EXCLUSIVE INTERVIEW WITH ELUVEITIE MASTERMIND CHRIGEL GLANZMANN
Anyone who went to the U.S. incarnation of this year’s pagan/folk metal festival Paganfest will tell you that it was positively one of the best, most fun concerts of the year so far (see also: live footage!). And anyone not smoking crack (and perhaps a few that do) will tell you that Eluveitie was one of the most exciting bands on the bill (no disrespect to Turisas, Ensiferum and Tyr who were also awesome. Well actually, Tyr was kind of a sleeper.) Eluveitie’s recent Nuclear Blast release Slania also happens to be one of my favorite records of the year, so when I was offered the opportunity to email a bunch of questions to Eluveitie mastermind Chrigel Glanzmann (vocals, mandola, acoustic guitar, tin and low whistles, uilleann pipes, gaita) I jumped at the chance. Chrigel shared his thoughts about the burgeoning pagan/folk metal movement, the obscurity of (and place in metal of) the hurdygurdy, the recent departure of Sevan and Rafi from the band, and the new (all acoustic!) album that is in the works. Read the interview after the jump.
Vince Neilstein: First of all, Slania is an awesome album. Have you been satisfied with the feedback you’ve been getting about it?
Chrigel: Thank you, that’s nice to hear! And yes, we’re absolutely happy with the reactions about Slania so far. I think the scene received it very well and our fans love the album!
What was your experience like touring the US for Paganfest? Was it your first time in the States?
It was an awesome experience. For all the bands on this tour package (Ensiferum, Turisas, Tyr & us) it was the first time in the states. Of course we knew about our American fanbase, but in the end: No one of us really knew what exactly to expect. But it turned out to be an awesome tour. People were really enthusiastic about folk metal and the bands on the Paganfest tour! Of course we were partly struggling a bit with the American laws about alcohol though, haha. :) But we survived. :)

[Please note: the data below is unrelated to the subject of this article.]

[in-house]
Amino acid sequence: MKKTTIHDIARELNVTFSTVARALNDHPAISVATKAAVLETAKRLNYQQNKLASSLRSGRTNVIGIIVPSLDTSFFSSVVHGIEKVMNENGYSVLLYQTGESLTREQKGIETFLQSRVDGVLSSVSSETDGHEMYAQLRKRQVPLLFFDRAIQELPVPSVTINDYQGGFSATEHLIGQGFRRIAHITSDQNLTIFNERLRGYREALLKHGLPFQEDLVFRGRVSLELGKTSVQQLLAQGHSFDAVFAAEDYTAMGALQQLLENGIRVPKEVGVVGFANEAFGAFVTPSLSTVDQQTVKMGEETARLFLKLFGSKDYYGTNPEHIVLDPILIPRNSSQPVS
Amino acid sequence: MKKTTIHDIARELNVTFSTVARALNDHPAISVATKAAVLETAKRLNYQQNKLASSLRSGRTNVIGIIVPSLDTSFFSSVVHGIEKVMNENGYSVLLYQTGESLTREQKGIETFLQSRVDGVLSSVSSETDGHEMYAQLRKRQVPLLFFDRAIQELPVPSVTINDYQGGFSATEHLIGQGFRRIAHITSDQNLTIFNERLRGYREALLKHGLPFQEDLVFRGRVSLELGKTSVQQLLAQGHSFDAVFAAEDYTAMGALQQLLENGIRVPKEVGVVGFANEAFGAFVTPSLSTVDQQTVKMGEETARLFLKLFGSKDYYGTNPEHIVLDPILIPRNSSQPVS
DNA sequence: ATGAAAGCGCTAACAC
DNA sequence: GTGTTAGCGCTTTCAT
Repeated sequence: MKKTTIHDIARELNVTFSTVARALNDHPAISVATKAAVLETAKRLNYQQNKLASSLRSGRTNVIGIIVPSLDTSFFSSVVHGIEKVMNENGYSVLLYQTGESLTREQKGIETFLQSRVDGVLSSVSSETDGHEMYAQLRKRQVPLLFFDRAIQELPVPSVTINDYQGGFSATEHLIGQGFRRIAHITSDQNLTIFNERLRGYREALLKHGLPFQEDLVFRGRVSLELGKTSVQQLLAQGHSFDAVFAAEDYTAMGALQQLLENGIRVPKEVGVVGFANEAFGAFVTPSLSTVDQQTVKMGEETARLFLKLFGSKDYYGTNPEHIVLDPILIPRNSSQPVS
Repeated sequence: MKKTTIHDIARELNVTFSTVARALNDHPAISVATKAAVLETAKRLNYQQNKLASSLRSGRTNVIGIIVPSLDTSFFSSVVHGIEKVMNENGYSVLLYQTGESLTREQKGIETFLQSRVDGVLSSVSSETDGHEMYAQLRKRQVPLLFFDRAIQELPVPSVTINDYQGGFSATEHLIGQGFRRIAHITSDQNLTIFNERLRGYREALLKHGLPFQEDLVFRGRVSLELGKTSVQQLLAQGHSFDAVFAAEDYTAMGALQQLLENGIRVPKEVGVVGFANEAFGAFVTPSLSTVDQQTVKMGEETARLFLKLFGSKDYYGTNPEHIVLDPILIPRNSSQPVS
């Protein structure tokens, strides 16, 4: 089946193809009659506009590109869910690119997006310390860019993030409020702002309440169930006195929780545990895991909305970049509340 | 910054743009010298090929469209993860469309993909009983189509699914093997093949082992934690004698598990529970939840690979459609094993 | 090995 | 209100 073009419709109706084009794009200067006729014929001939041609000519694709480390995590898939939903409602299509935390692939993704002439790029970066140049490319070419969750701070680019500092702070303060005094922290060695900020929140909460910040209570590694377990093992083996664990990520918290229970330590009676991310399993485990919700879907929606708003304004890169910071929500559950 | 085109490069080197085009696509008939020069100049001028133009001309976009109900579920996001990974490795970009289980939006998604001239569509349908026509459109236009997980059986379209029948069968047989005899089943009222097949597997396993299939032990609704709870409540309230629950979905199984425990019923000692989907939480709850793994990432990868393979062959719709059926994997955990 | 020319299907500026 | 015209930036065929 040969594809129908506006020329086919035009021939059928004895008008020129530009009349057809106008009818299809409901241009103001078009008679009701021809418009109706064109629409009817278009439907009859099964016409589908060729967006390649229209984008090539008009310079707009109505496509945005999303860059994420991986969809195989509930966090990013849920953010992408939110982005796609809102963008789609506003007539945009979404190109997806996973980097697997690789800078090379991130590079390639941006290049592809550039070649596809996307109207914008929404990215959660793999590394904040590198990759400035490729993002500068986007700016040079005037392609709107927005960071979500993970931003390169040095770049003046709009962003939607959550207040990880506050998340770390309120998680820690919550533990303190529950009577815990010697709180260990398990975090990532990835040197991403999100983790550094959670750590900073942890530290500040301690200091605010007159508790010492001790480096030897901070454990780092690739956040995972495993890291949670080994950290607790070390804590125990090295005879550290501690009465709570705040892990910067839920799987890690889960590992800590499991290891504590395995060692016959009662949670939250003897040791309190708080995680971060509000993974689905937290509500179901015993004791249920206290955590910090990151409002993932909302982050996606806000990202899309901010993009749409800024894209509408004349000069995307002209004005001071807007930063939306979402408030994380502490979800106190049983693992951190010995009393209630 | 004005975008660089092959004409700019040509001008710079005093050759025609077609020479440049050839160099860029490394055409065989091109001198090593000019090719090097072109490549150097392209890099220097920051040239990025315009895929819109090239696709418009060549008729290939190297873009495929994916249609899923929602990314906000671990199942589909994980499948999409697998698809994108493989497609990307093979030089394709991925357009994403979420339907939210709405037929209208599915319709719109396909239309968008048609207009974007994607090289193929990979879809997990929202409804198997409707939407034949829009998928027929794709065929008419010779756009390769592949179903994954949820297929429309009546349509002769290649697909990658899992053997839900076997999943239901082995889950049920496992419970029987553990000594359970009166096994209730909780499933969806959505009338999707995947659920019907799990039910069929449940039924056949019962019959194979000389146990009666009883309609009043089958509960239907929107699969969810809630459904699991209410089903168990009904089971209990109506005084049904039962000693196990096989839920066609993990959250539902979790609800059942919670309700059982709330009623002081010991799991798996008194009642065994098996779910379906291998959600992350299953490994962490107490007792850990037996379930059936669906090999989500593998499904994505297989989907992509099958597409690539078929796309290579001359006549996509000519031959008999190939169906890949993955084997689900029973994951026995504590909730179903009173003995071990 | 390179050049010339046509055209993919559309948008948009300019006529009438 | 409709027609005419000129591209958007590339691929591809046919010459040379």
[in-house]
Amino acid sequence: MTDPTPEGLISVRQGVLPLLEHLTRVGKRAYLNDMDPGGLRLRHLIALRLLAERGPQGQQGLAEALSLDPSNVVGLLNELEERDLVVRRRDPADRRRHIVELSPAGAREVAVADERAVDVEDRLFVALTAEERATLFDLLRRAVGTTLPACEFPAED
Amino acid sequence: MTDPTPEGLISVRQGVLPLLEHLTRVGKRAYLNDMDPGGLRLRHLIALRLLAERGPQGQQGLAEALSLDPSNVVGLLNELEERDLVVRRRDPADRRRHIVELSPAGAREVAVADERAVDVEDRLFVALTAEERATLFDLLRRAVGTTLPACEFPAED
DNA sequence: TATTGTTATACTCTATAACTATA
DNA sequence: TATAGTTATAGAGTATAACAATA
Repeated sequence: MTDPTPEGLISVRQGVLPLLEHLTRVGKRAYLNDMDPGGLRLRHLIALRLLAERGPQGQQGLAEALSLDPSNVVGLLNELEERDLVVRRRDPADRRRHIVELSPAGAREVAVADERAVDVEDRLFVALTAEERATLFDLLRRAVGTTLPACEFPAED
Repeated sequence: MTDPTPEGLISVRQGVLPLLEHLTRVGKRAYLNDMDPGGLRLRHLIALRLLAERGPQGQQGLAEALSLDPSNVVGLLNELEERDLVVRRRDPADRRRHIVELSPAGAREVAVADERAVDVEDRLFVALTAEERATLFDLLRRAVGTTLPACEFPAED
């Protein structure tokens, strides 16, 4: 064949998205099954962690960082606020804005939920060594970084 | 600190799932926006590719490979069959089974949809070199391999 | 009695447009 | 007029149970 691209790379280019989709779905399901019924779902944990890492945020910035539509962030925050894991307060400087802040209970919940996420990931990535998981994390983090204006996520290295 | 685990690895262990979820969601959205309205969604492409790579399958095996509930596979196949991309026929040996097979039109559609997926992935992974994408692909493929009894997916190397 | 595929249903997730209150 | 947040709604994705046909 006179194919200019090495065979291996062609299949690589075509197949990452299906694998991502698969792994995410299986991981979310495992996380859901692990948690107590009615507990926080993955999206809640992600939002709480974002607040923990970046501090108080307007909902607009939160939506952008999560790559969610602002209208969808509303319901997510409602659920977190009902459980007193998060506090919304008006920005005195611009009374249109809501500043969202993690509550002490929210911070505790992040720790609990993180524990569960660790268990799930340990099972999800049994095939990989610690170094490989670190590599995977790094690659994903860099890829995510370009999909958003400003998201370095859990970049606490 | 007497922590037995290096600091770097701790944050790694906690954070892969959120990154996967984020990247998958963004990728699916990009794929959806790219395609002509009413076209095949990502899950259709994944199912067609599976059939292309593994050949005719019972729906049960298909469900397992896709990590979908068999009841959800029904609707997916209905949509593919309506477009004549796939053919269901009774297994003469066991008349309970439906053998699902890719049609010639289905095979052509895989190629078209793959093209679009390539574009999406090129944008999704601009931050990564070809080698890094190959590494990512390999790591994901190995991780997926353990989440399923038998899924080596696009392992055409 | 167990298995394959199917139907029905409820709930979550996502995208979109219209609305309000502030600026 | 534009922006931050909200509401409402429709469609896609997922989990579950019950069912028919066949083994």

Well, actually it is like you just said: We’re mainly influenced by the styles themselves and not especially by certain bands. The “ingredients” for Eluveitie are authentically played traditional Celtic folkmusic on one side and quite modern-styled melodic death metal in the Gothenburg vain on the other side. Yet, in the end the concrete influences are also different from bandmember to bandmember. Every one of us has his/her own “musical background”. I think that’s not least what makes the special sound of Eluveitie.
Folk and metal seem to be at odds with each other. What made you think to combine the two?
Haha, I don’t know. I heard quite a lot of people saying that folk and metal seem to be at odds. Well, to me personally it doesn’t seem so at all. To me, both almost “belong” together. When I write the music for Eluveitie, everything develops very naturally.
How do you approach writing songs?
As mentioned above, our music develops quite naturally. Mostly I write all the music for the band. In the beginning of a song, there often is just an idea of an “emotion,” a feeling which the song should express.